“They make such a nice pattern on your head,” she continued, as if this conversation were not insane. “I wish my hair would do that, but it’s too fine.  So I have to wear this dorky, old-fashioned kind, like on the Wizard of Oz.”  Screwing up her nose in distaste, she flapped one of her braids up and down like a flag of surrender.  “Or else I wear plain ponytails.”

“I’d love to see you in ponytails!”  Oh, I did not say something that stupid, did I?  But it was already out of my mouth.

Fortunately, she laughed.  “You’re so cute,” she said.

Whee! went my heart, but I remained cool on the outside.  “So, uh, what’s your name?”  It wasn’t very original, but it kept me from squealing like a little kid at a birthday party.

“Emma.  What’s yours?”  I swear she batted her eyelashes.

“Lateesha.  Or just Teesha.”

“Hi, Lateesha.”  Who knew my name could sound that pretty?  Definitely not me.

“You want to see the mustard plants?  They just sprouted two days ago.”

Only an hour before, getting invited to look at mustard plants would have seemed like the lamest thing ever.  At this moment, however, I developed an instant, total fascination with mustard plants.

So Emma and I spent the afternoon walking around the farm, which was owned by her grandparents.  She pointed out all kinds of plants and animals, but I only wanted to look at and learn about her.  She seemed curious about me, too, and conversation came easily.

After a while, we were interrupted by a girl from my class. “Teesha!  Teesha! Come on!”

“Why? What’s going on?” I asked.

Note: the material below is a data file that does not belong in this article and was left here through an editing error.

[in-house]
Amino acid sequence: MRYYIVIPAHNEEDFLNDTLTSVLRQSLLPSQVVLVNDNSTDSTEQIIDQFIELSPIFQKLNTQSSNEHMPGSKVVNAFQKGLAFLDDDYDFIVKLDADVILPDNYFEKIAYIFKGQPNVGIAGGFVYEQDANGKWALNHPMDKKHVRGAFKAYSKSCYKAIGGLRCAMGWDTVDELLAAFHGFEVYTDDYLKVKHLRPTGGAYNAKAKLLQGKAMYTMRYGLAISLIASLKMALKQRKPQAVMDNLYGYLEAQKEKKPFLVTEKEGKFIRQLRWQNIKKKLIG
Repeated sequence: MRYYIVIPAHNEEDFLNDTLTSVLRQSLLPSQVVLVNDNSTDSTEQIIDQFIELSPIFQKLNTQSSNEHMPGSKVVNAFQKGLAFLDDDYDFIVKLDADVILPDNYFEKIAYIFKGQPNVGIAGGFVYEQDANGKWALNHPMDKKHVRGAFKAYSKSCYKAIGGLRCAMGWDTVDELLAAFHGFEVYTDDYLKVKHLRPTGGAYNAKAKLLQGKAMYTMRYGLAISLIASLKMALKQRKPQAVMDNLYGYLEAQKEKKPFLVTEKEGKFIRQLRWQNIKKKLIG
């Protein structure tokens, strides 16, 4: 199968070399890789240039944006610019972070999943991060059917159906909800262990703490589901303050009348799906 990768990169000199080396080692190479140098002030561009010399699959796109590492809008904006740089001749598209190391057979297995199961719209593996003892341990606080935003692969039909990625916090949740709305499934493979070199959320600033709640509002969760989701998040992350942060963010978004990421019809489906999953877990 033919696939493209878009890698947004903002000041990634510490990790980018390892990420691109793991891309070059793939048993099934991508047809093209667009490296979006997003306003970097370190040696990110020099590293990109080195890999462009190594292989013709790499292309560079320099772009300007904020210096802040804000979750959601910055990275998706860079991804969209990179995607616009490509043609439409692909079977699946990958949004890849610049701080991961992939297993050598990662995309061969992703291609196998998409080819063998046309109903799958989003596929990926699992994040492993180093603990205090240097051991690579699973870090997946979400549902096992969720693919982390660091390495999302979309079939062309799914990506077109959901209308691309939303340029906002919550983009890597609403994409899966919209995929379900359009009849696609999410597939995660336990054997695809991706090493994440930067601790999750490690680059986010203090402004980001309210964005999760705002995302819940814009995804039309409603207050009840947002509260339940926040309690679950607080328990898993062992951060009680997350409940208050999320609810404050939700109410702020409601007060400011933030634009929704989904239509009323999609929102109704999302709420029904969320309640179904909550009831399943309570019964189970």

“It’s 2:45.  We gotta go.  The bus is leaving.”

No, not yet!  I turned to Emma, not knowing what to say.

She knew, though, “I don’t have my phone on me, but you can put my number into your phone.” All that beauty and brains, too.  I did as she suggested and then it was time to go.

“Bye, Lateesha.  Call me soon.” She blew a kiss and flashed a dazzling smile.

“Bye, Emma.”  I made no promise and was too self-conscious to blow her a kiss. As I boarded the bus, I clutched my phone as if it were a piece of her.

Just as well that Paulie and Trevor were still wrapped up in each other on the ride back.  It gave me a chance to sit quietly and think about Emma.  But thinking just made me more doubtful and confused.  By the time the bus let us out in front of the school, I had decided absolutely for sure that I would never call Emma.  It had just been a nice dream, and nothing real could ever come of it.

 

The next few days, I was a zombie.  I couldn’t focus, had no appetite, didn’t want to talk to anyone.  One evening, when my mom got home from work, I was at the kitchen table, staring at nothing.

Sitting down with me, she asked, “What is it, baby?” in that soft voice that could melt my defenses.